Three Mile Island Fallout Map

The center of this Toxic Plume is located approximately 12 miles southeast of Harrisburg, Pennsylvania, at the Three Mile Island Nuclear Power Plant. This plume was produced by one of the two reactors located at the Three Mile Island plant, after the reactor descended into partial meltdown on March 28, 1979.

The Three Mile Island Plant:

Three Mile Mutant Flower (post-1979 meltdown):

This entry was posted in Aerial, Get Involved, Image, Map, Nuclear, Other Power Plants, Radiation History, Safety, Toxic Plumes, US Nuclear Power Plants. Bookmark the permalink.

6 Responses to Three Mile Island Fallout Map

  1. Pingback: A Contemporary Look at Preparedness Past | radioactive monticello

  2. Perhaps I missed it. I scanned for a record of wind direction that day. My late father worked at the State Hospital in Hamburg, PA. It was a relatively warm a.m. and he related he drove his vehicle to work with the window down, his arm on the door. Dad said there was a mist in the air and where ever the mist touched his arm, it tingled, almost burned. My sister and I were admitted to the hospital a month later and ended up sharing a room. I was bleeding heavily at age 16, needing 2 units of blood, she had a miscarriage a day after I was admitted. Dad passed from stomach cancer Dec. 30, 1989, age 59, a mere skeleton. There’s way more, including thyroid disease, etc., but I don’t have the energy. We live in Minersville/Pottsville, PA, Schuylkill County area.

    • nuclarity says:

      Ms. Curlis, I am so deeply sorry that your family experienced such tragedy from the Three Mile Island meltdown. I am so sorry. My heart goes out to you and your family, your father and your sister’s child. Thank you for sharing your story. Please let me know if there’s anything I can help research or help in advocating for you.

      I hadn’t posted anything about the wind direction on that day, but I just did so now:
      There is also an in depth article about the weather in Harrisburg on the day of the disaster, written by Reinhold Steinacker and Ignaz Vergeiner, of the Departments of Meteorology and Geophysics at the University of Vienna and the University of Innsbruck:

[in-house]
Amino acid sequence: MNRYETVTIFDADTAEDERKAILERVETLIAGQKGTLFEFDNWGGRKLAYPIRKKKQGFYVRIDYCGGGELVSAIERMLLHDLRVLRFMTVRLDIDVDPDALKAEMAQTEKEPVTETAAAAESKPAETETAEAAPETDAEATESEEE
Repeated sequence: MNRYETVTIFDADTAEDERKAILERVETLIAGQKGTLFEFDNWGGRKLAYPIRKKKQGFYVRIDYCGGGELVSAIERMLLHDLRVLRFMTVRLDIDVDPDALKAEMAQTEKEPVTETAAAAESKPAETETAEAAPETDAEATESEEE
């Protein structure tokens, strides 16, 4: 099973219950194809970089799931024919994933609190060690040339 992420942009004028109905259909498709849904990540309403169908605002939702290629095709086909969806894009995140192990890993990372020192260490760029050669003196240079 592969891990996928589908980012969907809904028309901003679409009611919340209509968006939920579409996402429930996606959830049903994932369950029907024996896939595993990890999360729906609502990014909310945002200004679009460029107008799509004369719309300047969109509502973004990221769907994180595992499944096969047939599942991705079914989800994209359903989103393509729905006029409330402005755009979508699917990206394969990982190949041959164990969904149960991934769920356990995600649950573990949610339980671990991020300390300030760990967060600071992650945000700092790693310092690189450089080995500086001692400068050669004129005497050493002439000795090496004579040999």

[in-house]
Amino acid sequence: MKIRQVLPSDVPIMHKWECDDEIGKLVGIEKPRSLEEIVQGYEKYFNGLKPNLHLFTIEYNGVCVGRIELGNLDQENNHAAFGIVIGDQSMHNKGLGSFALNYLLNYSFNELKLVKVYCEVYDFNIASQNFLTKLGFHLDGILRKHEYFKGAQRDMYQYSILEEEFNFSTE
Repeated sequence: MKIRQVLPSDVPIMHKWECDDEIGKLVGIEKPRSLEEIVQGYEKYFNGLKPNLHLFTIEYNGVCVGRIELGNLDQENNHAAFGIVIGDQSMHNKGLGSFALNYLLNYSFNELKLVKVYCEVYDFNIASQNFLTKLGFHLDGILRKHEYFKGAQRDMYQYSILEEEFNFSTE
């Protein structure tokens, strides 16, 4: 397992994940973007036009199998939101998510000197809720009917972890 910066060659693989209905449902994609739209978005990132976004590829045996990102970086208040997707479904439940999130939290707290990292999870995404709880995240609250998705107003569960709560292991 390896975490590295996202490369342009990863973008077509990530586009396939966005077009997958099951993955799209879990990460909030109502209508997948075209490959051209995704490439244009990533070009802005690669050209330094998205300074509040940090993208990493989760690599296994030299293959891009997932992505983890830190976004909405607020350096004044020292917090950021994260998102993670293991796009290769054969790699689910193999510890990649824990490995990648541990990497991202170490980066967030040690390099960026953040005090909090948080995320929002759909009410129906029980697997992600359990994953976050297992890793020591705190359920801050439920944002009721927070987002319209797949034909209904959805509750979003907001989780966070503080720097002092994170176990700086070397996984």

I’m not an expert on this matter, but I can try to help connect you to experts to help answer some of your questions. From what I can see from the weather charts, at the time the nuclear plant started failing (4am) the wind had been moving West for at least four hours. By 5am it moved South and was blowing East and North East from 6am into the afternoon, at 5-10 miles per hour. This to me seems to affirm that the wind was moving from Harrisburg in the direction of Hamburg, but I’m not an expert–a professional meteorological analysis would be able to tell for sure.

      In the article I shared above, the authors affirm that it was a relatively warm morning the day of the tragedy. In their conclusion, they write, “The balmy wind and weather conditions during the first few days of the TMI-2 accident were highly unfavorable for plume dispersion. […] Locally very high exposures to radioactive releases due to plume impingement on hill sites are plausible.”

      Thank you again for sharing your experience.

  3. Where are these pictures from? Is it a book that is available for purchase?

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